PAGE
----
19. November 2010, 16.30 Uhr

Panel III: Lessons from History? Designs of Post-War World Orders

Introduction:

Andreas Fahrmeir

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From a historical perspective, determining what the title of the conference should be seems fairly easy. One only has to call to mind the concept of a ‘just war’ to conclude that peace does not follow naturally if justice is considered the key value, particularly if the place where justice is ultimately meted out is held to be out of this naturally unjust world. This panel therefore explores two cases where the relationship between justice and peace appeared and appears particularly fraught. One concerns disputes between religions in the early modern era, where a degree of peace ultimately emerged in spite of each side’s claim to fight for absolute truth and of both calls not to shrink from sacrificing lives and livelihoods in the name of the one cause which could provide eternal happiness. The other takes us to the present, and discusses why the attempt to install a US-European order which was both (reasonably) just and (reasonably) peaceful after the Cold War order appears to have met neither of its goals.

Lecture 1:

Religious Peace as a Political Problem in Early Modern Europe (16th to 17th Centuries)

Luise Schorn-Schütte

Video:

Audio:

Accepting a peaceful coexistence among the various Christian denominations was widely considered impossible in early modern Europe, since all groups asserted exclusive claims to religious truth. Successful pacifications were thus generally preceded by a long series of abortive attempts at religious settlement. Long is the list of unsuccessful colloquies, councils, and meetings. When agreements concerning mutual coexistence were finally made, they were often the result of exhaustion and breathed the air of resignation since they meant abandoning the idea of a unified Christendom. Nevertheless, the warring parties did make attempts to end strife and sought to break free of defamation and destruction. A major means to achieve this was to reformulate religious issues in the language of law. This strategy allowed all participants to use ‘neutral’ categories for discussing relevant issues. Questions of religious truth were excluded from public debate.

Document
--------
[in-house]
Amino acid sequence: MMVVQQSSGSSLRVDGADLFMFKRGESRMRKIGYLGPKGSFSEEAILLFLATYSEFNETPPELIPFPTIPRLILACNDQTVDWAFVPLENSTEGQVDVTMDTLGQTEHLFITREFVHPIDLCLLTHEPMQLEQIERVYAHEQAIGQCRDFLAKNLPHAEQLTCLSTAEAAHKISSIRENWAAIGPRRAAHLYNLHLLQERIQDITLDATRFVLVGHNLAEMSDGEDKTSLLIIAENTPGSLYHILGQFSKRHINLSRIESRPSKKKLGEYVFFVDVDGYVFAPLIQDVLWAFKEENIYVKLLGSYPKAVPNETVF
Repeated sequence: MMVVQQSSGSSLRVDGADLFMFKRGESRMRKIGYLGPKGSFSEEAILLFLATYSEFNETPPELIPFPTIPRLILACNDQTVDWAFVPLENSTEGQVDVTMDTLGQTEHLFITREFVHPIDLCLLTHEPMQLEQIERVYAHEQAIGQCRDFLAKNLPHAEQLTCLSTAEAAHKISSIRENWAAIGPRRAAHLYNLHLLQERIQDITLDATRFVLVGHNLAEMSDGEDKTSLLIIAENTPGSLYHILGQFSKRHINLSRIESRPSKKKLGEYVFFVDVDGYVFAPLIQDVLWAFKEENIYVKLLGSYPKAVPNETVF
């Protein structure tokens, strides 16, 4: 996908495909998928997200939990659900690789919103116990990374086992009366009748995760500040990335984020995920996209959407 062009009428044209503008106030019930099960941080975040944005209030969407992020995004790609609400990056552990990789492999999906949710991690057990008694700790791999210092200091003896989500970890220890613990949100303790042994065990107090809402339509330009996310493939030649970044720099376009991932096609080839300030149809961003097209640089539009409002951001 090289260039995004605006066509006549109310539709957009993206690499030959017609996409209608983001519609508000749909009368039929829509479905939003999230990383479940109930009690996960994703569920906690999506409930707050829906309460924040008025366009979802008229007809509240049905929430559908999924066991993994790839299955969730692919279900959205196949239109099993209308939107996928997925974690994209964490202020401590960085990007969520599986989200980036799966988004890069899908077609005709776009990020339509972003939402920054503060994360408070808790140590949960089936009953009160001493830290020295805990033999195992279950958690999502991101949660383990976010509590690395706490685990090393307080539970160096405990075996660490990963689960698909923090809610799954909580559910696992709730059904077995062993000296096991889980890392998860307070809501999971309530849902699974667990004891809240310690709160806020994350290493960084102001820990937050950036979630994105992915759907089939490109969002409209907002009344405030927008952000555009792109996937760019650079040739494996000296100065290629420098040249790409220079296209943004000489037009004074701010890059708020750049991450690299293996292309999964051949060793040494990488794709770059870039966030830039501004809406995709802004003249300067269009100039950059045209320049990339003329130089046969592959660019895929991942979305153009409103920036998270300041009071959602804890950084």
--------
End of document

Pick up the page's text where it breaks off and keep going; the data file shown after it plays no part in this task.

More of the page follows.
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Prof. Dr. Luise Schorn-Schütte received her PhD in 1981 from the University of Munster and her Habilitation in 1992 from the University of Giessen. She held appointments as Professor for Early Modern History in Basel, Berlin and Potsdam before joining the Department of History at Frankfurt in 1998. She has published widely on the history of historiography in the 19th century and on many aspects of early modern European History. Her current research is especially focused on early modern Lutheranism and its relationship to the concepts and practices of politics in the 16th and 17th centuries.

 

Lecture 2:

New Order of Confluence of Crises?

Brendan Simms

Video:

Audio:

My lecture will examine, first, the rise and falls of post-war models of order in the 1990s and early 2000s, and the neo-conservative response to them. It will then, secondly, look at the antineoconservative critique which developed in reaction. In November 2008, many greeted the election of Barak Obama as President of the USA
as the dawn of a new cooperative era in world order, and the end of the unilateralist doctrines of the ‘Bush doctrine’. This was accompanied by an expectation that the EU was much better placed to meet the world economic crisis. Now, two years later, these hopes have evaporated under the pressure of events. The third and
main part of my lecture will therefore look at the confluence of crises in 2010 which, much more than the spectacular eruption of 2008, have put the whole idea of an US-European order in
doubt: the Greek and Spanish crises, the crisis of integration in Germany, the Gaza crisis and the crisis of the US mission in Afghanistan.

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Brendan Simms is Professor in the History of European International Relations, Centre of International Studies, University of Cambridge, and Fellow of Peterhouse. His publications include Unfinest Hour: Britain and the Destruction of Bosnia (Allen Lane, London, 2001) and Three Victories and a Defeat: the Rise and Fall of the First British Empire (Allen Lane, London, 2007). He is a member of Academic Advisory Council, Military-historical Research Institute, Potsdam, Germany and of the Strategic Advisory Panel, Chief of the (British) Defence Staff.


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